We all have hobbies; mine is poking around State of Texas government websites.

If you are wondering why, it’s because as a kid, I always had an interest in illusions and magic. I even got to see David Copperfield perform once. Part of the fun was knowing he was trying to distract us to keep us from knowing what was really happening.

At least Copperfield was honest about his illusions. It was all fun and games, but it was not a con game. We bought tickets knowing full well that we were about to be tricked. In fact, that was the whole point.

But when the government uses sleight of hand and distraction to hide what they are doing, unmasking becomes a duty. As a side benefit, it is kind of fun exposing them for the frauds they so often are.

It is amazing what you can learn if you just know where to look.

This week, I was looking at the website of the Texas Ethics Commission, the repository of publicly available finance reports from our elected officials and the lobbyists who wine and dine them. 

I had a chuckle when I saw its motto, “Promoting Public Confidence in Government.” After reviewing what I found, the only thing I felt more confident about was that perhaps the Commission should be renamed the Texas Commission of Unethical Behavior (TexCUB).

I found out that during a time when most Texans are struggling to make ends meet, there is one group of people that are flush with money. There’s nothing wrong with that, by the way, unless the method they use to obtain the money is illegal, immoral, or unethical.

Buried in the site were several things of interest, including that there are more than 1,500 registered lobbyists in the State of Texas. But what was stunning was the amount of money the lobbyists make plying their wares.

I want to introduce you to the top-earning lobbyist in Texas as an illustration of what I think is one of the biggest problems in our state.

During a time when the average Texan earns approximately $3,200 per month, this individual earned an average of between $212,639 and $319,306 per month for the last three years. You read that correctly. Not per year—per month.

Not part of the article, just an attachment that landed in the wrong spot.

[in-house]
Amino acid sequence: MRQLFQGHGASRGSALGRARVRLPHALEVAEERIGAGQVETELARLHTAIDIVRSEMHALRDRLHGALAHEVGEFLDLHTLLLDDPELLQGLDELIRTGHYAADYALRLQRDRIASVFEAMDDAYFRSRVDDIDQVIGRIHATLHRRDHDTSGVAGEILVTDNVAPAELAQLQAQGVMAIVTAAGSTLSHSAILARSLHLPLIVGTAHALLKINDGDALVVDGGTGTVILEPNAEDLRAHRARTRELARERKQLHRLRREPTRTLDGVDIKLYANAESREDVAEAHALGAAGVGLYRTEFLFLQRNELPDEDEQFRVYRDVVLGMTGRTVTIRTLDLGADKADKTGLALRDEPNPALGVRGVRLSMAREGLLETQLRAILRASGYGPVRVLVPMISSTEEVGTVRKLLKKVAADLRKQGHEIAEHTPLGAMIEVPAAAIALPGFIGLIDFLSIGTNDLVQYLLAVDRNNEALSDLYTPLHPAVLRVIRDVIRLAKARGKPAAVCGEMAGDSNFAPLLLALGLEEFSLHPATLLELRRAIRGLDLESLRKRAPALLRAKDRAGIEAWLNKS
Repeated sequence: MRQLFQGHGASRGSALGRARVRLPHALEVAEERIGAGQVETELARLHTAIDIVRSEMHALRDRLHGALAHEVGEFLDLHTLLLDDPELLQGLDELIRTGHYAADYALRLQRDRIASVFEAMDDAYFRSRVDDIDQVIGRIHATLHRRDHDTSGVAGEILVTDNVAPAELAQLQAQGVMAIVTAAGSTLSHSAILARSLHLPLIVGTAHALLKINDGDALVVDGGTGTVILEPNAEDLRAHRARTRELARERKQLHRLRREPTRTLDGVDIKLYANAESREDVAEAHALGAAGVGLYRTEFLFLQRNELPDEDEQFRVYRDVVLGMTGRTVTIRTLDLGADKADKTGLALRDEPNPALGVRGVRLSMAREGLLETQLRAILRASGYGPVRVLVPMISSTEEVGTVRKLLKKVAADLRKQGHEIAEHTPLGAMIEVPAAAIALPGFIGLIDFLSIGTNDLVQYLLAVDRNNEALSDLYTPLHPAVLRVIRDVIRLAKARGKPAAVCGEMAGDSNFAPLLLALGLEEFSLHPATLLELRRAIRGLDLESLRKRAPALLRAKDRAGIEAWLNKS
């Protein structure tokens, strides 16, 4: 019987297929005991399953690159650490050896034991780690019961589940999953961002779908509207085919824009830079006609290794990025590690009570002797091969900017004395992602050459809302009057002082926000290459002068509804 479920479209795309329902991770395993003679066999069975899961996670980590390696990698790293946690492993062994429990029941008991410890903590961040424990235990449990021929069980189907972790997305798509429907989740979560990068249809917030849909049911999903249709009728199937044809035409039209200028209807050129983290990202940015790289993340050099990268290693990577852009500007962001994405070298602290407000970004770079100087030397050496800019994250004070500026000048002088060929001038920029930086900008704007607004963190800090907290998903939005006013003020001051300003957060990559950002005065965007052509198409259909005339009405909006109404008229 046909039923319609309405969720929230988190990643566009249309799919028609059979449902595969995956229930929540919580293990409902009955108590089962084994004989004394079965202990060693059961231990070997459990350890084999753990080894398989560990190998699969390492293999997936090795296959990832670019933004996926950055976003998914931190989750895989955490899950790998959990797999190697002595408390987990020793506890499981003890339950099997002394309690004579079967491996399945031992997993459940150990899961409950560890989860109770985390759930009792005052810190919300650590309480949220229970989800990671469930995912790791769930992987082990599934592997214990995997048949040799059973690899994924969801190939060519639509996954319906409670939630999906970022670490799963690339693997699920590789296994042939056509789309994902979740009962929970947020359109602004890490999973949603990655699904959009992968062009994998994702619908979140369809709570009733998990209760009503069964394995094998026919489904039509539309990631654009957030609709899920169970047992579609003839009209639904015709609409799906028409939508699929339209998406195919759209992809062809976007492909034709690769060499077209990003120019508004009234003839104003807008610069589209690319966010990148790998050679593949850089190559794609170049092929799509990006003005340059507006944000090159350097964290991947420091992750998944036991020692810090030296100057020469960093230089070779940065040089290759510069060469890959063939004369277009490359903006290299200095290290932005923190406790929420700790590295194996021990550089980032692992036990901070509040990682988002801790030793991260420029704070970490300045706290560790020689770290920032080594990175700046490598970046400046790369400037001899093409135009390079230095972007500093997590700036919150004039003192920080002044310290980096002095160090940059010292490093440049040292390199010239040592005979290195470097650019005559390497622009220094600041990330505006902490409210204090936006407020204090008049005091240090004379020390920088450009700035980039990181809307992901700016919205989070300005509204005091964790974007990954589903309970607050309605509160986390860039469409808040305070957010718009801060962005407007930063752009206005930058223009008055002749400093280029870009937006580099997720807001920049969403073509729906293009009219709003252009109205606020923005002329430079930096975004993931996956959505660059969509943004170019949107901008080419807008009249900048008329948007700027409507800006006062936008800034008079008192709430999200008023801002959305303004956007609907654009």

When I first saw that, I thought it must be a mistake. Maybe I calculated it incorrectly. But, no. The numbers are correct.

The reason for the range as opposed to exact numbers is interesting in itself. Let me explain.

In Texas, if you give money for political purposes, you are required by law to disclose the precise amount, your name, your employer, and your job title. Politicians are similarly required to collect and publicly disclose donor information.

Lobbyists, on the other hand, are only required to disclose broadly estimated minimums and maximums of money they are paid as they engage in the only kind of bribery that is legal in Texas.

So, who is the top earner, what is his background, and what does he do to earn that kind of money?

His name is Daniel Hodge. He was Greg Abbott’s chief of staff until 2017. According to reports he filed with the State of Texas, from the moment he stopped working for Governor Abbott until this October, he earned between $7,655,002 and $11,494,999. 

If you thought only professional athletes made that kind of money, think again.

I will admit to being ignorant of the precise services Daniel Hodge renders to his clients. But whatever it is, it is apparently worth it to his highest-paying client, the Chickasaw Nation. They have paid him close to a million dollars over the last three years.

It must also be worth it to Daniel’s next 33 clients who, since he left his job with Governor Abbott, paid him between $6.8 million to $10.4 million. We will never know the exact payment amounts because the lobbyists have carved out special disclosure rules exclusive to themselves.

My list of questions is long. But maybe the most important is this: If Daniel Hodge’s clients are willing to pay him to lobby during years in which the Legislature isn’t even in session, who is he lobbying? I think someone should ask Governor Abbott.

I do not generally like to throw around worn-out clichés like, “Where there is smoke, there is fire,” but I would like to gently point out that there seems to be a lot of smoke around the governor.

Most people in Texas have a disdain for politicians and the political process in general, and for good reason. The more I learn, the more determined I am to expose the corruption in the Austin Swamp.

I am hoping you will join me. If not, our betters in Austin will continue to lie, cheat, and steal while hoping we stay ignorant of their misdeeds. The only way for them to continue their con game is for us to stay compliant and complacent.

This is a commentary published with the author’s permission. If you wish to submit a commentary to Texas Scorecard, please submit your article to [email protected].